What followed in the coming few days was overwhelming, exhausting and so incredibly amazing; I guess there’s no way to entirely explain what I felt in words. Especially not in words. My views climbed and soared. My followers and like counts peaked. My phone was blown up with the incessant notifications and still goes off suddenly on a vibrating trip. But that’s not even the important part.
I received the kind of love writers can only dream about. More people than I can count told me how my writing reached to them. Some offered solace, some gave me their compassion, others promised to read, while the rest simply and honestly said thank you. There were few who said that I got into their minds and wrote their story. Which has to be what shocked me the most. I hurt all over wondering about these people I don’t know but their pain that I know all too well. It restored in me the faith that we’re never truly alone in the way we feel and think. Our experiences might be our own but there are people out there who have crossed those bridges at some point, faced the same demons and come out stronger. It’s a very big revelation to absorb when you spend most of your time cooped up in your worries and your tiny little life comprising of three or four important people. It’s an even harder blow to take when you have never been able to share your humiliating stories for fear of thinking it made you look bad.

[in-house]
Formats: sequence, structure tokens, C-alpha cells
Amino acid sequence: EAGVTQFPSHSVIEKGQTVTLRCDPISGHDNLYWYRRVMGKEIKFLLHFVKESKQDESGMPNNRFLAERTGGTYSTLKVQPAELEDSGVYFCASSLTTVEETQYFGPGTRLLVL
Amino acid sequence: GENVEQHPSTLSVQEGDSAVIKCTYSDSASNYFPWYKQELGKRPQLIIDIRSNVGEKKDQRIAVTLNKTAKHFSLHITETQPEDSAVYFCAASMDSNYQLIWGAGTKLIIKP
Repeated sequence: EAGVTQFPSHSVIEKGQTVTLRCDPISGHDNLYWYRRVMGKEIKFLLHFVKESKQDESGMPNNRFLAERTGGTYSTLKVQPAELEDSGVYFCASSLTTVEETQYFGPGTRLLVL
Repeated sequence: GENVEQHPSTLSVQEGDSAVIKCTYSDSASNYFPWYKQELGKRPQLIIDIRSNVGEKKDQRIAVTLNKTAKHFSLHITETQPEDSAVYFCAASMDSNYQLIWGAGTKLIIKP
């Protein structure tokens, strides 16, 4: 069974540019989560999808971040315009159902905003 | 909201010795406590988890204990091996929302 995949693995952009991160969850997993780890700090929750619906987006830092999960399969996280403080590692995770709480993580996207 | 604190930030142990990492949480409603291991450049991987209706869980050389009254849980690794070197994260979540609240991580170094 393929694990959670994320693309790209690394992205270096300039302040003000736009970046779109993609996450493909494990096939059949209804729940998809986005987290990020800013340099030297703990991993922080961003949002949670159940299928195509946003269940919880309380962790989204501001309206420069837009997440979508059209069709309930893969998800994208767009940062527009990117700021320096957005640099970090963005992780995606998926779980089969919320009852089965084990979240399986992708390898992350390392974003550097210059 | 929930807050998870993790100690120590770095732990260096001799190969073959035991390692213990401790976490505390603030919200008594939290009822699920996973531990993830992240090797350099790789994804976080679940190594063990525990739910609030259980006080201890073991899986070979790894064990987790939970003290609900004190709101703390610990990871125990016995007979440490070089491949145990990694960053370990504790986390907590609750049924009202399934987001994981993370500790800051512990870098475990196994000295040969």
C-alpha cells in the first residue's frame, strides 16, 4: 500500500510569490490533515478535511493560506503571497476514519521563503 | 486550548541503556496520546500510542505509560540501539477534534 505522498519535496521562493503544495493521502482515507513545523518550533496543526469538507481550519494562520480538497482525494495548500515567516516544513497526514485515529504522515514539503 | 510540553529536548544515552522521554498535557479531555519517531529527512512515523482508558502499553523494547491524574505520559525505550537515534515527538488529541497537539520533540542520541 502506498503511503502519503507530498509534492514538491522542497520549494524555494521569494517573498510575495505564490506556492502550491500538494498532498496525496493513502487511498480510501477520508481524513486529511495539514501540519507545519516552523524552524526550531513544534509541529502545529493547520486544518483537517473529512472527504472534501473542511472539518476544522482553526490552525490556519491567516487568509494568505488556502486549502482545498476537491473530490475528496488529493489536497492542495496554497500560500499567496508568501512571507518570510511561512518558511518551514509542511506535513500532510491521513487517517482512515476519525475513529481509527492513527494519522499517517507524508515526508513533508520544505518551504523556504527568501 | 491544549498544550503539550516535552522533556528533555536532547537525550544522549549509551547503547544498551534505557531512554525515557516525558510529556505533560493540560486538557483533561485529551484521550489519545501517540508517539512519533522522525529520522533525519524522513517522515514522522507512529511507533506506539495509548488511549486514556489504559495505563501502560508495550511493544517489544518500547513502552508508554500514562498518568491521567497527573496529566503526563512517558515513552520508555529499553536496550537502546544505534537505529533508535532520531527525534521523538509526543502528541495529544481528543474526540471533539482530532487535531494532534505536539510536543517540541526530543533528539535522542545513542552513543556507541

One more reason I feel like I have to write this is because in retrospect if I had known this was the blog that was going to make the mark I would not have written some parts of it so harshly. The part about my mother. No, I wouldn’t challenge my integrity and change the facts. But I would’ve selectively imprinted on my readers a somewhat milder version of the pain I felt. The part about my mother. What part is it exactly? The part where I say how she hurt me? The part where I tell you that she only did what she thought was right? Or the part where I don’t talk about her?
Isn’t all of it in some indescribable way all her? Am I not, in the most inescapable reason simply because of her. Tied to her.
People wrote to me and said they couldn’t fathom what kind of mother does that to her child. They expressed their anger and confusion and tried to mimic my sense of betrayal, if only to form a kind of kinship with me, maybe to make me feel better, by virtue of their humanity. But I read those comments, I read the ones that said, “What kind of mother…” and I lost my cool. I couldn’t control the rage I felt on the inside at hearing someone else question my mother. I’m sorry but that is an inherent right that only I can wield.
Last night, I cried because I heard the most beautiful words spoken and they were all for me. There are elegies of love and then there are confessions. There is poetry and wit, letters of love and actions of compassion and infinite mediums of explaining what a person makes you feel and what you feel for them. The rainbows, the sunlight, the kisses sent via snail mail, the memories of the places you’ve seen together, the songs that are always about your lover. Does anything ever not speak directly to you when you’re in love? The unwavering respect that someone can give you for what you do is the most enchanting kind of confession there is. I cried because for the first time in my life, I didn’t have to wonder what it was like to feel complete. I was, in that moment, by all means…infinite.